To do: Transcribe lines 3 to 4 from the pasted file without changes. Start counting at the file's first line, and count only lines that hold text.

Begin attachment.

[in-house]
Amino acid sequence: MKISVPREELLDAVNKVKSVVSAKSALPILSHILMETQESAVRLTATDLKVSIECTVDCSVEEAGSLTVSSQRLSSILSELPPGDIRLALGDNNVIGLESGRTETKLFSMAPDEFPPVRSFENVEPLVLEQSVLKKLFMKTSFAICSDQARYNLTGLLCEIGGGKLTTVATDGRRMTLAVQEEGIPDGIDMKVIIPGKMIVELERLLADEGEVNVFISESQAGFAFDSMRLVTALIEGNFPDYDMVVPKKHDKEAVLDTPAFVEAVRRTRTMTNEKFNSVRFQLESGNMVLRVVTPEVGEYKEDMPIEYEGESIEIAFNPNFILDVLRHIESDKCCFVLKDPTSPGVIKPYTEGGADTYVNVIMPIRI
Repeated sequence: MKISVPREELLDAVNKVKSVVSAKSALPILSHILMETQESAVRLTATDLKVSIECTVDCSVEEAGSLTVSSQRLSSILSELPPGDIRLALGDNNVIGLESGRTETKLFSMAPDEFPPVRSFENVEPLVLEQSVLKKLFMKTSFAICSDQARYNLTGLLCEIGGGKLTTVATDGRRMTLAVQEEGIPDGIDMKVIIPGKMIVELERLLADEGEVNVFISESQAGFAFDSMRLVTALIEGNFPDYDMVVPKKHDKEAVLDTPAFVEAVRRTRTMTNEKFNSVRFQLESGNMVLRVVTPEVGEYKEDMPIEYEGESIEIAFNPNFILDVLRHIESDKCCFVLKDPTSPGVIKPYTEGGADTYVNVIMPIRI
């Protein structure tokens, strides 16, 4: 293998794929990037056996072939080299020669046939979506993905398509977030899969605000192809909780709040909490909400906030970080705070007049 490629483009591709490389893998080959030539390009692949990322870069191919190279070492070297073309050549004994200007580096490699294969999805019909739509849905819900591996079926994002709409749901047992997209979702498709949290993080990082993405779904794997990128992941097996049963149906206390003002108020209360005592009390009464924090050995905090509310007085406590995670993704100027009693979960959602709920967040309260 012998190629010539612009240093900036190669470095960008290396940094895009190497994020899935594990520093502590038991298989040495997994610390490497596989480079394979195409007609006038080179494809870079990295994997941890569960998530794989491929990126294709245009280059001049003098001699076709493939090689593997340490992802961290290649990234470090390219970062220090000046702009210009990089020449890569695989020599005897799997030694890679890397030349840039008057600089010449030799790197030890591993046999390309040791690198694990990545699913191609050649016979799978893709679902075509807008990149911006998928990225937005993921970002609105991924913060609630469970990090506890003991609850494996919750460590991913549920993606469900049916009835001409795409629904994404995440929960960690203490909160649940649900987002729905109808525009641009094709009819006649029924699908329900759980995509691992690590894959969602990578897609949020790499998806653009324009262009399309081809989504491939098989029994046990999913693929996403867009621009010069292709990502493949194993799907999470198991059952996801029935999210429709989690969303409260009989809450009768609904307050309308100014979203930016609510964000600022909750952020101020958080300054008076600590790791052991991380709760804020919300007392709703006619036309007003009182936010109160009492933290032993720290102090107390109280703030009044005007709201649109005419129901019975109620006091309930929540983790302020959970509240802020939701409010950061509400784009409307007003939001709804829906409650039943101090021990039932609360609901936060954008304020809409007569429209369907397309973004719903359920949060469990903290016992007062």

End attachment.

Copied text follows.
Repeated sequence: MKISVPREELLDAVNKVKSVVSAKSALPILSHILMETQESAVRLTATDLKVSIECTVDCSVEEAGSLTVSSQRLSSILSELPPGDIRLALGDNNVIGLESGRTETKLFSMAPDEFPPVRSFENVEPLVLEQSVLKKLFMKTSFAICSDQARYNLTGLLCEIGGGKLTTVATDGRRMTLAVQEEGIPDGIDMKVIIPGKMIVELERLLADEGEVNVFISESQAGFAFDSMRLVTALIEGNFPDYDMVVPKKHDKEAVLDTPAFVEAVRRTRTMTNEKFNSVRFQLESGNMVLRVVTPEVGEYKEDMPIEYEGESIEIAFNPNFILDVLRHIESDKCCFVLKDPTSPGVIKPYTEGGADTYVNVIMPIRI
């Protein structure tokens, strides 16, 4: 293998794929990037056996072939080299020669046939979506993905398509977030899969605000192809909780709040909490909400906030970080705070007049 490629483009591709490389893998080959030539390009692949990322870069191919190279070492070297073309050549004994200007580096490699294969999805019909739509849905819900591996079926994002709409749901047992997209979702498709949290993080990082993405779904794997990128992941097996049963149906206390003002108020209360005592009390009464924090050995905090509310007085406590995670993704100027009693979960959602709920967040309260 012998190629010539612009240093900036190669470095960008290396940094895009190497994020899935594990520093502590038991298989040495997994610390490497596989480079394979195409007609006038080179494809870079990295994997941890569960998530794989491929990126294709245009280059001049003098001699076709493939090689593997340490992802961290290649990234470090390219970062220090000046702009210009990089020449890569695989020599005897799997030694890679890397030349840039008057600089010449030799790197030890591993046999390309040791690198694990990545699913191609050649016979799978893709679902075509807008990149911006998928990225937005993921970002609105991924913060609630469970990090506890003991609850494996919750460590991913549920993606469900049916009835001409795409629904994404995440929960960690203490909160649940649900987002729905109808525009641009094709009819006649029924699908329900759980995509691992690590894959969602990578897609949020790499998806653009324009262009399309081809989504491939098989029994046990999913693929996403867009621009010069292709990502493949194993799907999470198991059952996801029935999210429709989690969303409260009989809450009768609904307050309308100014979203930016609510964000600022909750952020101020958080300054008076600590790791052991991380709760804020919300007392709703006619036309007003009182936010109160009492933290032993720290102090107390109280703030009044005007709201649109005419129901019975109620006091309930929540983790302020959970509240802020939701409010950061509400784009409307007003939001709804829906409650039943101090021990039932609360609901936060954008304020809409007569429209369907397309973004719903359920949060469990903290016992007062």